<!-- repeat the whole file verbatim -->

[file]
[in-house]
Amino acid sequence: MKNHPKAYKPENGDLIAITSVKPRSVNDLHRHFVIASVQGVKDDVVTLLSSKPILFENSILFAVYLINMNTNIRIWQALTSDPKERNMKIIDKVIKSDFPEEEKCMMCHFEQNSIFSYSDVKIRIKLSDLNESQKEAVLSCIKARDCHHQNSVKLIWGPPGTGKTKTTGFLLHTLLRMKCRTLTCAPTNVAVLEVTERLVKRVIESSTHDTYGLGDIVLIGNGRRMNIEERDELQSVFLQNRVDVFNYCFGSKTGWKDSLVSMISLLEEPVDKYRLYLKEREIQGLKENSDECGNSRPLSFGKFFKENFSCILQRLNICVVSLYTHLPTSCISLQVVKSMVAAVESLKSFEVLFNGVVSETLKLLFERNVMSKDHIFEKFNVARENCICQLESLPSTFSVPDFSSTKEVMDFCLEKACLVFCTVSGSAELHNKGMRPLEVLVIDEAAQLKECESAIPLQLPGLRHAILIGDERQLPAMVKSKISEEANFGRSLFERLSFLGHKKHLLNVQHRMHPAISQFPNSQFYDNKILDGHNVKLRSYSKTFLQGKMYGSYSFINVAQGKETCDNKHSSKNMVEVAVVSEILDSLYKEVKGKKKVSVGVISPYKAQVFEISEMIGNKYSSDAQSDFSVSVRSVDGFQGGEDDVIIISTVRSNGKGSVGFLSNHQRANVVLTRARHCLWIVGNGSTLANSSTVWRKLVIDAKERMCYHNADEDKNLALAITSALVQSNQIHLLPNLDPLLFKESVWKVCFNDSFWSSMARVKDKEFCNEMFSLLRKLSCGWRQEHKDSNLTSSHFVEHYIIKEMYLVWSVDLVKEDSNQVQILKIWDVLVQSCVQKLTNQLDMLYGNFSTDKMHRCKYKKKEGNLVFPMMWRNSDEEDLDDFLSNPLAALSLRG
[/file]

[in-house]
Amino acid sequence: MKNHPKAYKPENGDLIAITSVKPRSVNDLHRHFVIASVQGVKDDVVTLLSSKPILFENSILFAVYLINMNTNIRIWQALTSDPKERNMKIIDKVIKSDFPEEEKCMMCHFEQNSIFSYSDVKIRIKLSDLNESQKEAVLSCIKARDCHHQNSVKLIWGPPGTGKTKTTGFLLHTLLRMKCRTLTCAPTNVAVLEVTERLVKRVIESSTHDTYGLGDIVLIGNGRRMNIEERDELQSVFLQNRVDVFNYCFGSKTGWKDSLVSMISLLEEPVDKYRLYLKEREIQGLKENSDECGNSRPLSFGKFFKENFSCILQRLNICVVSLYTHLPTSCISLQVVKSMVAAVESLKSFEVLFNGVVSETLKLLFERNVMSKDHIFEKFNVARENCICQLESLPSTFSVPDFSSTKEVMDFCLEKACLVFCTVSGSAELHNKGMRPLEVLVIDEAAQLKECESAIPLQLPGLRHAILIGDERQLPAMVKSKISEEANFGRSLFERLSFLGHKKHLLNVQHRMHPAISQFPNSQFYDNKILDGHNVKLRSYSKTFLQGKMYGSYSFINVAQGKETCDNKHSSKNMVEVAVVSEILDSLYKEVKGKKKVSVGVISPYKAQVFEISEMIGNKYSSDAQSDFSVSVRSVDGFQGGEDDVIIISTVRSNGKGSVGFLSNHQRANVVLTRARHCLWIVGNGSTLANSSTVWRKLVIDAKERMCYHNADEDKNLALAITSALVQSNQIHLLPNLDPLLFKESVWKVCFNDSFWSSMARVKDKEFCNEMFSLLRKLSCGWRQEHKDSNLTSSHFVEHYIIKEMYLVWSVDLVKEDSNQVQILKIWDVLVQSCVQKLTNQLDMLYGNFSTDKMHRCKYKKKEGNLVFPMMWRNSDEEDLDDFLSNPLAALSLRG